Wednesday January 7, 2015

Stillwater Nevada
Seemingly a world apart from the waterways of the Pacific Northwest that flow to the ocean, streams like the Walker and Carson rivers that drain the eastern side of the Sierra Nevada dissipate into the high desert landscape of western Nevada. This area was historically submerged by Lake Lahontan, a large lake nearly fifty times as large as modern day Lake Tahoe, and almost 1,000 feet deep during its peak about 12,000 years ago. Pyramid and Walker lakes are the only true remnants of Lake Lahontan, yet its former extent is reflected by the current distribution of fish species that used to inhabit the ancient lake and its tributaries.
The fish species native to this area are now largely confined to remnant wetlands, small canals, sloughs, and drains. These hardy fishes exhibit a remarkable degree of physiological tolerance that helps them survive the harsh and highly variable conditions of the desert climate. FISHBIO recently had the opportunity to sample the fish community in a small slough historically connected to Nevada’s Carson River, and were able to document a number of fish species that brave conditions far too harsh for the majority of species we typically work with.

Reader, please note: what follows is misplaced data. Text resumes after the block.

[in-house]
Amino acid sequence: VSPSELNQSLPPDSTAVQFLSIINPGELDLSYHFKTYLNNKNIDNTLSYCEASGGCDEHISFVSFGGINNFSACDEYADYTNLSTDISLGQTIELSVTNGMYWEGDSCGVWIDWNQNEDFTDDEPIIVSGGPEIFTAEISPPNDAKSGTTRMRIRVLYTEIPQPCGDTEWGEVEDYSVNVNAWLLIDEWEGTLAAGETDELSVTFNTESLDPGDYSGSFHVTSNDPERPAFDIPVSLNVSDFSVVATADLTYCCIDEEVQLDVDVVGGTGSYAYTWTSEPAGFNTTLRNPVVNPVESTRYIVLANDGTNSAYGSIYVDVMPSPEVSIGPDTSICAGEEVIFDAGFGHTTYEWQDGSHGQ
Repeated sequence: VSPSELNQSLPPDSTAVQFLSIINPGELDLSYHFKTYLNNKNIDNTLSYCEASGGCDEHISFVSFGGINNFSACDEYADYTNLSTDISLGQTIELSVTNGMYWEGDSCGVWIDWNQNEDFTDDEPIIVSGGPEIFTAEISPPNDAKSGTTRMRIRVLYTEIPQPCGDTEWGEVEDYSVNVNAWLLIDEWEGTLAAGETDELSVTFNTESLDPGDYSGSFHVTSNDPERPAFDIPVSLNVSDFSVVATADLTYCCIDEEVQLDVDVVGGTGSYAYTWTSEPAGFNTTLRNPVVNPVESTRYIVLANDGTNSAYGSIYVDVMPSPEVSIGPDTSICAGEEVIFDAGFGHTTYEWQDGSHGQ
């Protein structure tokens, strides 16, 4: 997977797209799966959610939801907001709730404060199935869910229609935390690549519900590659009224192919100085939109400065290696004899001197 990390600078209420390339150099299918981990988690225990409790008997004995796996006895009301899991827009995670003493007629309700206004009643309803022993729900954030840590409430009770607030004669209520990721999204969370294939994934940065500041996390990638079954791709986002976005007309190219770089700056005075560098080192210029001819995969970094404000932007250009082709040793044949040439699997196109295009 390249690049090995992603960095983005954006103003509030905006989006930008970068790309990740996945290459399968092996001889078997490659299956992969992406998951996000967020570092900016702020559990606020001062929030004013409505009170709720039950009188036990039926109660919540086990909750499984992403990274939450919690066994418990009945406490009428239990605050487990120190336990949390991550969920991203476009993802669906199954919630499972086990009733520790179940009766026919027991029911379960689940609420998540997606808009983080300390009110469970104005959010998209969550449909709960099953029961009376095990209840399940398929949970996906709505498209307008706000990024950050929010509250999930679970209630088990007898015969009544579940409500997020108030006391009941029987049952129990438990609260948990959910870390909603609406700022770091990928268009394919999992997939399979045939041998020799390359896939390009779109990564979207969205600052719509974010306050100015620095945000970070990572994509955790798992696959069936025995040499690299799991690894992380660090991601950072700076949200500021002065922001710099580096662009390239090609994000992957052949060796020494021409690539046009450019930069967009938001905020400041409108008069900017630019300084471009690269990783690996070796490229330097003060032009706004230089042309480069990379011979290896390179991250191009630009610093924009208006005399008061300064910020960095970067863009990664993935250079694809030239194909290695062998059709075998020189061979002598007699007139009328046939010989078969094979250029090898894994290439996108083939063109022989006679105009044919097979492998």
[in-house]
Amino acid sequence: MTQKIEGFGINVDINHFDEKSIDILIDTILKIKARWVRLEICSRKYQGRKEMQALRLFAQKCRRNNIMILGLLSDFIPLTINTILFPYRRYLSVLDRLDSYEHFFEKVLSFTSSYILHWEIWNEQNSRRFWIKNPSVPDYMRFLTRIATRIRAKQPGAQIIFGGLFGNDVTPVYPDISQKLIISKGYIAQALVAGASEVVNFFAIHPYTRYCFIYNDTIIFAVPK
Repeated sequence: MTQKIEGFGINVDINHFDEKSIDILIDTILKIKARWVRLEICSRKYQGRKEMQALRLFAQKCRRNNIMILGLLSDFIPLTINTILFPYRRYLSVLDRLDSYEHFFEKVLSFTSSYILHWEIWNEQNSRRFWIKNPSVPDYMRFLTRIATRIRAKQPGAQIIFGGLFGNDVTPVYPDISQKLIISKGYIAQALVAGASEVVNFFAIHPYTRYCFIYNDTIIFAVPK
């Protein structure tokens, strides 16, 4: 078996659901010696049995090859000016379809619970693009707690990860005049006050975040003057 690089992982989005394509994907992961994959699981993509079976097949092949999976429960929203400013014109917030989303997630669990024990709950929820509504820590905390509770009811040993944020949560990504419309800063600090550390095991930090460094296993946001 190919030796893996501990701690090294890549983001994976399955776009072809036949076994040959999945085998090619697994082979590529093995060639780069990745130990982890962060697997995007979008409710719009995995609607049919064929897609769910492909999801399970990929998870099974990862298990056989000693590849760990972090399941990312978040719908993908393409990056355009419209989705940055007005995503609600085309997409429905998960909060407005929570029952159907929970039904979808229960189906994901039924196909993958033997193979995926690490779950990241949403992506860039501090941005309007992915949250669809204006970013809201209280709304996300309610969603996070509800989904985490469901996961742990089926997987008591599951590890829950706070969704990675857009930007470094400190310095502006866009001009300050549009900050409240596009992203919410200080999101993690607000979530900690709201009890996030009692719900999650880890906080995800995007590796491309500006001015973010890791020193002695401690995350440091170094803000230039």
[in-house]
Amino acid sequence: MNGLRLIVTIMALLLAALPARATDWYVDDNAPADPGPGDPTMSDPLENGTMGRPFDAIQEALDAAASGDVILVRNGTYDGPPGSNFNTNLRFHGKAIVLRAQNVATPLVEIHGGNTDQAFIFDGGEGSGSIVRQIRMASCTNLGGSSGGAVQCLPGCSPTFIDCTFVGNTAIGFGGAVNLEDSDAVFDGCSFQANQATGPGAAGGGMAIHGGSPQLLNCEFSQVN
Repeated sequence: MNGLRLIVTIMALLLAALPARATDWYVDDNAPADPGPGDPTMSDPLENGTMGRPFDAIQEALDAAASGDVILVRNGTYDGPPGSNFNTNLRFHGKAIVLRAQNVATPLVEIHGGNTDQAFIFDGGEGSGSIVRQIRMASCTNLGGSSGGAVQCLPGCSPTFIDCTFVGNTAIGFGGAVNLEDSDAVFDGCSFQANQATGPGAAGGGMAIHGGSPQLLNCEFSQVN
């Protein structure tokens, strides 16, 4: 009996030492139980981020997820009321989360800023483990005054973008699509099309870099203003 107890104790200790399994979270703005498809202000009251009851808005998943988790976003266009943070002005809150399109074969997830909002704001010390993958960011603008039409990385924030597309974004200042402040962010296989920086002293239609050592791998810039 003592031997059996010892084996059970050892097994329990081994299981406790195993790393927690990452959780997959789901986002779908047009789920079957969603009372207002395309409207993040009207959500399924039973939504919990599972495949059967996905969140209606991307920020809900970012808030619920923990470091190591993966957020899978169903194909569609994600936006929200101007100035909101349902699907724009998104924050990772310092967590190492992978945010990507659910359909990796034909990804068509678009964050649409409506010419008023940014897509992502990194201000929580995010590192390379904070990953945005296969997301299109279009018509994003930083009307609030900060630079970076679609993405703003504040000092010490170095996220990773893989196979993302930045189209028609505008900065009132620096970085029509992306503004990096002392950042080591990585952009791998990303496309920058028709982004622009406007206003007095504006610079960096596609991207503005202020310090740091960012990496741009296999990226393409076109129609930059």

Lahontan redside
Among those species were the Lahontan redside (Richardsonius egregious, pictured above), a small minnow that displays striking coloration during the reproductive season, and tui chub (Siphateles bicolor), another hardy cyprinid know for its ability to thrive in a broad range of environments. Both species can tolerate alkaline waters, high temperatures and low oxygen levels – in case of the tui chub, this includes pH greater than 10, temperatures above 95 °F, and oxygen levels less than 4 mg/liter  (Castleberry and Cech 1986, Falter and Cech 1991, Vigg 1980). Both fish are omnivores that feed opportunistically on a broad range of invertebrates, and detritus often comprises a large portion of their stomach content (though it is difficult to quantify the nutritional benefit of this material). Through such physiological and behavioral adaptations, these species are able to persist in the seemingly most difficult place for fishes to live – the desert.

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